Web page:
After two accidents, parents push to make Cary High crosswalk safer

aspecht@newsobserver.com swolford@newsobserver.comNovember 25, 2013 

— Madyson Longtin stood on the curb of Walnut Street outside Cary High School and watched traffic pass by.

“Speeding,” she said, pointing to a car as it whizzed by.

“Speeding,” she said again of another car. “Speeding, speeding, speeding.”

Longtin and fellow Cary High student Brittney Shiepko, both 16, know the crosswalk outside the school can be dangerous. On Nov. 5, they were struck by a car as they tried to cross Walnut Street during their lunch break.

Cary police charged the driver, Michael Lee Travis, 53, of Raleigh, with failure to yield. Under state law, drivers must yield to pedestrians in crosswalks.

This was the second accident in the crosswalk this school year that injured Cary High students. In August, 17-year-old Islom Juraev was struck by a car while in the crosswalk on his bike. He suffered a broken leg and was hospitalized for several days.

Longtin suffered a broken foot as a result of her accident. Shiepko’s head hit the car’s windshield, and the impact knocked out two front teeth.

Now the teens and their families are pushing for the school and the town of Cary to make the crosswalk safer.

Making upgrades likely won’t be quick or easy, however. The state Department of Transportation, which maintains Walnut Street, plans to coordinate a traffic study with the town, but it’s unclear whether N.C. DOT, the town or the school system can or will pay for safety upgrades.

Some precautions already are in place. Signs indicate the school zone and the location of the crosswalk. In the morning and afternoon, the speed limit between the school and Cary Towne Center is 25 mph.

And in recent years, a gate was installed along both sides of the road to funnel would-be jaywalkers to the crosswalk.

Before this year, there had been one other accident since 2008, according to Cary police records. It was not fatal.

“The crosswalk has worked quite well,” said David Spencer, an engineer for Cary. “Usually, people make the right decision.”

Relying on drivers and students to make the right decision doesn’t sit well with Cary High Principal Nolan Bryant.

Bryant sometimes takes his whistle out to Walnut Street and directs traffic, but his schedule doesn’t allow for that every day, and he’s reluctant to ask a teacher to do it because the road isn’t within the school’s jurisdiction.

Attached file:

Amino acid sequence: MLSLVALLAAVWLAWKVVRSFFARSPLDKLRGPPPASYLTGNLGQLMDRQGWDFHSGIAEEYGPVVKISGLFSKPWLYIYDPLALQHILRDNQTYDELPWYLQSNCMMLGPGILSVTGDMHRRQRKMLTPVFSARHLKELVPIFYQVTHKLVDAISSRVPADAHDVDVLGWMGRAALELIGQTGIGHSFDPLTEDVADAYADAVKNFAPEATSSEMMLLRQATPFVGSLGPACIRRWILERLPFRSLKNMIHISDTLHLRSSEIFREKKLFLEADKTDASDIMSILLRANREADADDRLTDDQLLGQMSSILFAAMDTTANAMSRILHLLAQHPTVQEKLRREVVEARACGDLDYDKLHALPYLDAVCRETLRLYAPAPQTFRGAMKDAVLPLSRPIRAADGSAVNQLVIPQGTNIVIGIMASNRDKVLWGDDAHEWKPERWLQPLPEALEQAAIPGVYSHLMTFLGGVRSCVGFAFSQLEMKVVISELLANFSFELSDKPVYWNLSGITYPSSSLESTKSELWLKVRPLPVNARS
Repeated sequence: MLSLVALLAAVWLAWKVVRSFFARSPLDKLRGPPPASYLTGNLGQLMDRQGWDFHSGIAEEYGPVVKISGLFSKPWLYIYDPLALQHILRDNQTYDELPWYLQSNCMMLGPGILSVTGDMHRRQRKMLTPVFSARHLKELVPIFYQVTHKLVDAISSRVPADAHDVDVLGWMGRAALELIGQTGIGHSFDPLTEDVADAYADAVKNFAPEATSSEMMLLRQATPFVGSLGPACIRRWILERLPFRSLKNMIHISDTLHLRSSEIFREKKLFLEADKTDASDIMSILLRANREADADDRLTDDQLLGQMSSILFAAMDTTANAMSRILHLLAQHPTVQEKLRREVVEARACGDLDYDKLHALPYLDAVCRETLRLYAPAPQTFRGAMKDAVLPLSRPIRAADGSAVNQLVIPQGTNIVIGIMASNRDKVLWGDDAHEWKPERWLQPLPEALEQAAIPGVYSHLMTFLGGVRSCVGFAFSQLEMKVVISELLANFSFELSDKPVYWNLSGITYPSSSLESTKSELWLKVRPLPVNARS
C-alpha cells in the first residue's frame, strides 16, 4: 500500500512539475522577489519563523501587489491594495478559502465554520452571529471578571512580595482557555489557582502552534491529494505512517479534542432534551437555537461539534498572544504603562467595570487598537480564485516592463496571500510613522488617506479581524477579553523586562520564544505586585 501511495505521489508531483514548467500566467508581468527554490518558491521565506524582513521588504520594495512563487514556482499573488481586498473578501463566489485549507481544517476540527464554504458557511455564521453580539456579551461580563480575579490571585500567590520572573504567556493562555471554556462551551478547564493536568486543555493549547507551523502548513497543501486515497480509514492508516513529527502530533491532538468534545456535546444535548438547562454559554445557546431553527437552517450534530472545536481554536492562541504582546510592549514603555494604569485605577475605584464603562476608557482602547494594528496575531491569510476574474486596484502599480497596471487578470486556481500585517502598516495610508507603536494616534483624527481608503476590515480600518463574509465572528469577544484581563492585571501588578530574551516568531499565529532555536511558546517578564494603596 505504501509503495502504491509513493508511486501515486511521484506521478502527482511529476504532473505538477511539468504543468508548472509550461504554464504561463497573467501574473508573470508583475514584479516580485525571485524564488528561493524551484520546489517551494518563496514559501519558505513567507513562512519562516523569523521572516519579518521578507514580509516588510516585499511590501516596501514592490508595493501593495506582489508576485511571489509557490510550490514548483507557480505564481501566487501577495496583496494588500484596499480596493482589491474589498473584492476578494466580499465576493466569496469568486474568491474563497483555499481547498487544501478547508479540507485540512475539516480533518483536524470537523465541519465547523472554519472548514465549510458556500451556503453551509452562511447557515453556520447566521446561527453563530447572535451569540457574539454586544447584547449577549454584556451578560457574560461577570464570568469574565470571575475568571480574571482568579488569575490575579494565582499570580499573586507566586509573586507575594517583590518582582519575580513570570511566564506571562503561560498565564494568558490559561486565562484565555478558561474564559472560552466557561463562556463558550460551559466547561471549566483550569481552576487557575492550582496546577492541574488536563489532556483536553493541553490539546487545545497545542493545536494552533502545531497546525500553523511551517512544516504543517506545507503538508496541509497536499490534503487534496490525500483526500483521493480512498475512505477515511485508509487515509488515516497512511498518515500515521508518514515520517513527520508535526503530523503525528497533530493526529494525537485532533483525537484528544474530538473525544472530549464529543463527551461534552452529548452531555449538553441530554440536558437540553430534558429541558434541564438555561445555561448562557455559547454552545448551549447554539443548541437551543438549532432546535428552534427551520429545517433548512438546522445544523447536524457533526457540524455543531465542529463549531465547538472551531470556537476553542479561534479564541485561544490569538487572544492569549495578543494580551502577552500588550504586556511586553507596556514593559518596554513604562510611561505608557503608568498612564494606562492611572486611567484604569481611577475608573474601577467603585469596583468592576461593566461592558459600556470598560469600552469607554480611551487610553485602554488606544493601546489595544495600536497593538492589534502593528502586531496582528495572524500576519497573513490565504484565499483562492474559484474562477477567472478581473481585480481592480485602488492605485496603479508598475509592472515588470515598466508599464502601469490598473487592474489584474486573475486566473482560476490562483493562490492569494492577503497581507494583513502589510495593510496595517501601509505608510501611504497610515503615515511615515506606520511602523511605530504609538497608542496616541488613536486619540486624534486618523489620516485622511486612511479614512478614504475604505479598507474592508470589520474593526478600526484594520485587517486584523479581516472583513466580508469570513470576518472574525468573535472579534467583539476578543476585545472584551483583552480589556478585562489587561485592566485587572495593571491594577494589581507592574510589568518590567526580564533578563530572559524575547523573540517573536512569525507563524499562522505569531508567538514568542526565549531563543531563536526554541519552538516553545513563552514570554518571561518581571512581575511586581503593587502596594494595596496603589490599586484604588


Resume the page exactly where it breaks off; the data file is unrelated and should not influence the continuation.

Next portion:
In addition, the task can be dangerous.

After school on a recent Thursday, a driver in a minivan screeched to a halt just feet from a student. Such close calls happen “all the time,” said Andrew Hartman, a student standing nearby at the time.

“We at least need a cop to stop traffic,” said student Meli Markham.

The Cary Police Department doesn’t have the resources to assign officers to traffic duty at each school, said Lt. Steve Wilkins.

Bryant’s idea: Install a pedestrian stoplight or hire a crossing guard. But the school doesn’t have much money for such a project, he said.

In the meantime, some Cary High students are working on a public service announcement on crosswalk etiquette, Bryant said.

But it’s not enough for the teens’ mothers, Cheryl Ammons-Longtin and Nadine Shiepko. If they don’t see rumble strips, flashing lights or a crossing guard soon, they said, they might take their case to the school board and the Cary Town Council.

Ammons-Longtin said she has had enough after what she saw this month.

“I was standing there, looking at my daughter’s blood on the crosswalk, and the cars were still whizzing by,” she said.

Meanwhile, Wilkins doesn’t subscribe to the power of a sign.

“You can put up all the signs in the world,” he said, “but if drivers don’t yield to walkers, what’s another sign gonna do?”

 

Specht: 919-460-2608; Twitter: @AndySpecht

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